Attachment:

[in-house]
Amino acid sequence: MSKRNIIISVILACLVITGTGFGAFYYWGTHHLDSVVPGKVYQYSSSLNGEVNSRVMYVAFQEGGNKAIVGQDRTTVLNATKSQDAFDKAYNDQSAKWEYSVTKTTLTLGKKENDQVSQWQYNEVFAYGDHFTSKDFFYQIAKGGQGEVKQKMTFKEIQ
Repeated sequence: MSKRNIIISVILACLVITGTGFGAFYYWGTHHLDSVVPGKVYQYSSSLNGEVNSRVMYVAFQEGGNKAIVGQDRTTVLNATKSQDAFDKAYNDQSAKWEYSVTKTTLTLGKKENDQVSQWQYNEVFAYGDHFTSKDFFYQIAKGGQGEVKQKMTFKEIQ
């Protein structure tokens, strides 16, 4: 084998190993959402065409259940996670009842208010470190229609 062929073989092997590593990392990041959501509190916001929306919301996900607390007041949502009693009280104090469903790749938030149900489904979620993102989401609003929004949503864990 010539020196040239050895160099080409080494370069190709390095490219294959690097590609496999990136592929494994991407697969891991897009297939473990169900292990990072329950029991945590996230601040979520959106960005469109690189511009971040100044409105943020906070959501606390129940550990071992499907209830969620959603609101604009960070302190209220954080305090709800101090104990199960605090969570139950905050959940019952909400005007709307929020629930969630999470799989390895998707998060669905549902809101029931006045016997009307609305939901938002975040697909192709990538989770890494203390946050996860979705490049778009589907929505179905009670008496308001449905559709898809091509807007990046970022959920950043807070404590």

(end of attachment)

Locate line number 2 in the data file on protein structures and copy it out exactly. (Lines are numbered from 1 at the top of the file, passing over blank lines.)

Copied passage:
Amino acid sequence: MSKRNIIISVILACLVITGTGFGAFYYWGTHHLDSVVPGKVYQYSSSLNGEVNSRVMYVAFQEGGNKAIVGQDRTTVLNATKSQDAFDKAYNDQSAKWEYSVTKTTLTLGKKENDQVSQWQYNEVFAYGDHFTSKDFFYQIAKGGQGEVKQKMTFKEIQ